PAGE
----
A Change Theory in Emergency Essay
As change theory states, a need for change exists in any organization. In emergency room nursing, change theory can be applied to such issues as overcrowding, a small size of emergency units, and patient admission and release. Nevertheless, change needs resources, but when there are plenty, the need for change is not felt as sharply as to start it.
Previously to identifying the area of practice where change theory can be used, it is necessary to define change theory itself. Change theory states that a need for change exists in any organization, and, in its own turn, such change requires proper management of its implementation and outcomes. It is known that organizations mostly resist changes and try to limit them as much as possible. The aim of a manager is to to make them prevail over the change-restraining ones. Certain limitations exist for organizational change. For instance, it can be started only by someone with enough authority, but it cannot happen merely due to a leaders order. Additionally, the process of change may be hindered by a conflict of interests. The following inherent contradiction exists in change theory. To implement change, an organization needs resources, but when there are plenty of them, the need for change is not felt.
Applying Change Theory to Nursing Practice
It is clear that change theory is highly relevant to healthcare in general and nursing in particular. In nursing, the most suitable way is planned change (Mitchell, 2013, p. 32). To my opinion, the area of practice where change theory can be applied with the highest level of efficiency is patient care. First, it is necessary to identify particular problems that change is intended to remove. In emergency room nursing, such problems as patient care flow (overcrowding), insufficient size of an emergency unit, and expediting the hospital admissions and release of patients (Santos, Lima, Pestana, Garlet, & Erdmann, 2013, par. 24) need to be addressed by change initiators. Handling these problems requires strong nursing leadership. As G. Mitchell stated, leadership is among the most important elements for planned change (2013, p. 34).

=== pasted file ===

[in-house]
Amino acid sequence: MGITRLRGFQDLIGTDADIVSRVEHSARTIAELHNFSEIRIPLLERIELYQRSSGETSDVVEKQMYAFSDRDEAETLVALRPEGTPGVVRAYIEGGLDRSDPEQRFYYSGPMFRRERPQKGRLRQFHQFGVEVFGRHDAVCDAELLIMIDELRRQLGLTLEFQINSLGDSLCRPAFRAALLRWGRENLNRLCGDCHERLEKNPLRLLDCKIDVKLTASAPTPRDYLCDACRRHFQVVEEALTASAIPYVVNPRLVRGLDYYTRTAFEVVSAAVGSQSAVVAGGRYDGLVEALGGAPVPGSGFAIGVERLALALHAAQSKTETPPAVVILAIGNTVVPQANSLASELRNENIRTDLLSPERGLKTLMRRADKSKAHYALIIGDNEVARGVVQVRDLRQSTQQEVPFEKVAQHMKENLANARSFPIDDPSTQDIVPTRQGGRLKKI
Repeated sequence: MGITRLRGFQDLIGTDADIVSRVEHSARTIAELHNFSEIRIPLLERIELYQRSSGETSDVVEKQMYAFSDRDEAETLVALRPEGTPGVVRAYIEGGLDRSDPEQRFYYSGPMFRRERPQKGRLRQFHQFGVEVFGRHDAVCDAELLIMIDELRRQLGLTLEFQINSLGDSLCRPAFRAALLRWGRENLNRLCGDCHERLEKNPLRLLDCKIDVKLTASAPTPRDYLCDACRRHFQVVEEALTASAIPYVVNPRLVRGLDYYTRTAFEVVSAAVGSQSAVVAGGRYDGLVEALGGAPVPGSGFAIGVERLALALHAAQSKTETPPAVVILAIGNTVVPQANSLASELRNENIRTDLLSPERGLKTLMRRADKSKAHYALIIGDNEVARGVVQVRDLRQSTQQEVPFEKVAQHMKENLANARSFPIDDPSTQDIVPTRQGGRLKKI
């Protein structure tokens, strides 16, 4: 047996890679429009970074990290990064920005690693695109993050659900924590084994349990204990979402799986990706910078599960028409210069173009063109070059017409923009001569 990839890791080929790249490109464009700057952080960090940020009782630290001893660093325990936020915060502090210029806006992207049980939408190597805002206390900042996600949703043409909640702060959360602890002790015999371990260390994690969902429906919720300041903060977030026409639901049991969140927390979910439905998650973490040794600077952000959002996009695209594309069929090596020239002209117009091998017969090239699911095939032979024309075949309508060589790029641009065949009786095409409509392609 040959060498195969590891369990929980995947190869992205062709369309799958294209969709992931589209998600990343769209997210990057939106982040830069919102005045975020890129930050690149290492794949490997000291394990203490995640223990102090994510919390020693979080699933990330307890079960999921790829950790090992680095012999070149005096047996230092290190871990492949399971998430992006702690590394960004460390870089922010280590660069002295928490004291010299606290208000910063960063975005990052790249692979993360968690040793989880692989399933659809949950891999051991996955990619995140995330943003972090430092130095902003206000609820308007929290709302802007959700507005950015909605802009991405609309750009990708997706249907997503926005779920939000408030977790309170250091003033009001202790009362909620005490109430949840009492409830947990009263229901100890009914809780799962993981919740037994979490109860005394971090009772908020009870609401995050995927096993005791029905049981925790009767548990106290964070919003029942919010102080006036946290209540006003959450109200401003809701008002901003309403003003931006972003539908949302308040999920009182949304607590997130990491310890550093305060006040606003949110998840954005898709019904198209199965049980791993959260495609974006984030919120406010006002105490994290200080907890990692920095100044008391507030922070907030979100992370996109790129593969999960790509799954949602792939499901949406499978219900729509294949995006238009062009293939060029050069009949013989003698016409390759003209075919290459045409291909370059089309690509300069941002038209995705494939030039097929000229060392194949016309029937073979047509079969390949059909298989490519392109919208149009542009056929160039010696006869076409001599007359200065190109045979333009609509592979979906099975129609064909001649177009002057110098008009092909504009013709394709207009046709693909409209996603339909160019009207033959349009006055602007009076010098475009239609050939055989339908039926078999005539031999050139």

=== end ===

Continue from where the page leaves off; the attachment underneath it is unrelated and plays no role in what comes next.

Next, the change-facilitating and change-restraining forces should be indicated. In our case, the latter include additional time expenses and possible resistance of employees and patients. the , expanded patient autonomy, professional development, and more appropriate workload (Mitchell, 2013, p. 35).
A Flaw in Change Theory
As it was already mentioned, change theory has an inherent weakness: it needs resources to be implemented, but when plenty of resources exist, the leaders and employees of an organization do not feel the need to change anything. It does not necessarily apply to financial resources only. For example, imagine that an organization has decided to use change theory to handle the problem of overcrowding in emergency rooms. The need for change will feel like the most urgent in periods when a lot of patients arrive at emergency rooms, and the personnel is overloaded. However, an emergency department will have no time resources to implement a change in the situation of patient overflow; it will be preoccupied when dealing with these patients. Later, when there is no patient overflow, the need for change will not be felt by the organization as strongly as it was before, which will .